This paper discusses the progress made on Côte d'Ivoire’s National Development Plan (PND) 2012–15. In the area of planning, the 2012–13 PND served to move planning to the forefront of public action. In addition, the National Bureau of Population has been set up to better address the problems of population and development. In the area of justice and human rights, the policy guidance paper has been prepared and is now being implemented. In the area of civil protection, the actions carried out have centered on strengthening the institutional and legal framework for preventing and managing risks and disasters and building up the operational capabilities of bodies in charge of civil protection.
Mr. Montfort Mlachila, Rene Tapsoba, and Mr. Sampawende J Tapsoba
This paper proposes a new quality of growth index (QGI) for developing countries. The index encompasses both the intrinsic nature and social dimensions of growth, and is computed for over 90 countries for the period 1990-2011. The approach is premised on the fact that not all growth is created equal in terms of social outcomes, and that it does matter how one reaches from one level of income to another for various theoretical and empirical reasons. The paper finds that the quality of growth has been improving in the vast majority of developing countries over the past two decades, although the rate of convergence is relatively slow. At the same time, there are considerable cross-country variations across income levels and regions. Finally, emprirical investigations point to the fact that main factors of the quality of growth are political stability, public pro-poor spending, macroeconomic stability, financial development, institutional quality and external factors such as FDI.
The measurement of the efficiency of public education expenditure using parametric and non-parametric methods has proven challenging. This paper seeks to overcome the difficulties of earlier studies by using a hybrid approach to measure the efficiency of secondary education spending in emerging and developing economies. The approach accounts for the impact of the level of development on education outcomes by constructing different efficiency frontiers for lower- and higher-income economies. We find evidence of large potential gains in enrollment rates by improving efficiency. These are largest in lower-income economies, especially in Africa. Reallocating expenditure to reduce student-to-teacher ratios (where these are high) and improving the quality of institutions (as measured by the "governance effectiveness" indicator in the World bank's Governance Indicators database) could help improve the efficiency of education spending. Easing the access to education facilities and reducing income inequality (as measured by the Gini coefficient) could also help improve efficiency.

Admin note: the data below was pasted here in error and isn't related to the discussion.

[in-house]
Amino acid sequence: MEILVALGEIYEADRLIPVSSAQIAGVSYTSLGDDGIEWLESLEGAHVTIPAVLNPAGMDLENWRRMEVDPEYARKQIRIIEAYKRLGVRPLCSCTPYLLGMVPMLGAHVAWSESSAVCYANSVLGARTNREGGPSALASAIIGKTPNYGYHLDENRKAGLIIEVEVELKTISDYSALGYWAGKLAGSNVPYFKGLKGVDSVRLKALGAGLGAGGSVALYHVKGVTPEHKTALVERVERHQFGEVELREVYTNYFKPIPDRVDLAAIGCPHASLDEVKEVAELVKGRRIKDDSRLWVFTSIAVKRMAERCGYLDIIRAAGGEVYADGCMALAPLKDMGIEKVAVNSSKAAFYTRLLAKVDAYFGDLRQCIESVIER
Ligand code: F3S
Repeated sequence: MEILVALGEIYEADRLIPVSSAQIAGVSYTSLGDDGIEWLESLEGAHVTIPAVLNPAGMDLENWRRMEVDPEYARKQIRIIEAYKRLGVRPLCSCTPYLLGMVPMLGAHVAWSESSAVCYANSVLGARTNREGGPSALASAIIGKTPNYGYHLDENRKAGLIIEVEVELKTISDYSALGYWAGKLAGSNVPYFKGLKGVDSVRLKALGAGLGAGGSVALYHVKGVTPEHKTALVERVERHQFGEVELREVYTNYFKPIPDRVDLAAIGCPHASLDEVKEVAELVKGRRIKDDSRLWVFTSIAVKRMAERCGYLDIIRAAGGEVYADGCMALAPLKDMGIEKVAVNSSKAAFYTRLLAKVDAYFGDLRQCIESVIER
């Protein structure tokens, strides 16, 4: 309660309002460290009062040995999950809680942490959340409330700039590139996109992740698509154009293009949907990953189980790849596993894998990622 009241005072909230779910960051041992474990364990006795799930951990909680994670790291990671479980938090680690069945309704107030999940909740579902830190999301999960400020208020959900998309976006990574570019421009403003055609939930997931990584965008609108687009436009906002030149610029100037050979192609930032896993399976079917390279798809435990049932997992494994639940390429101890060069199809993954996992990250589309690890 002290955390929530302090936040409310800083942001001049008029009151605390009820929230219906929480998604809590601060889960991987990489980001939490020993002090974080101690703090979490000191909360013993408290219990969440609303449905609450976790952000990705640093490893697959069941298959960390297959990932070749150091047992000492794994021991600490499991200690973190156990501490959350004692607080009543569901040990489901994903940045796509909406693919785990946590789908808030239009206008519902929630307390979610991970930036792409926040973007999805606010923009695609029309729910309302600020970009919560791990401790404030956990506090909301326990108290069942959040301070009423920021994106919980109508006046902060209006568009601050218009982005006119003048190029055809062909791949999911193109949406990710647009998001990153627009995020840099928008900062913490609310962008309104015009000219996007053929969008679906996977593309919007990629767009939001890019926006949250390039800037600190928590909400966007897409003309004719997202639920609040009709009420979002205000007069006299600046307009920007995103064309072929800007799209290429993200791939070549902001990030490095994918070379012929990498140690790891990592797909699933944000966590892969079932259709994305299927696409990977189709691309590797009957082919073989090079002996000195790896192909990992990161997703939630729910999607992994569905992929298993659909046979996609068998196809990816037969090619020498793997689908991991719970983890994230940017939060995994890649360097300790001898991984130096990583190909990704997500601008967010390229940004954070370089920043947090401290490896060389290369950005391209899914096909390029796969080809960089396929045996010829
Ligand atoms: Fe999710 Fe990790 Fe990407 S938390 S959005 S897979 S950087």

The government of the Republic of Congo launched a program aimed at consolidating peace and promoting economic and social development. The objectives included improvement of governance and consolidation of peace and security, promotion of growth and macroeconomic stability, improvement of public access to basic social services, improvement of the social environment, integration of disadvantaged groups, and combating HIV/AIDS. The review shows that much remains to be accomplished, and building on the significant gains of recent years, the decision to expand and strengthen the strategic poverty reduction framework was made.
The growth rate of agriculture in Cameroon was estimated at 3.3 percent in 2006, compared with 2.7 percent in 2005. This is owing to increased activity in the food agriculture sector (4.3 percent) and in forestry and logging (4.0 percent). Livestock farming and fisheries, on the one hand, grew by 3 percent and 2 percent, respectively. Industrial and commercial agriculture, on the other hand, experienced a slowdown, on the one hand, with a growth rate of –2.3 percent in 2006 compared with 1.7 percent in 2005.
International Monetary Fund. External Relations Dept.
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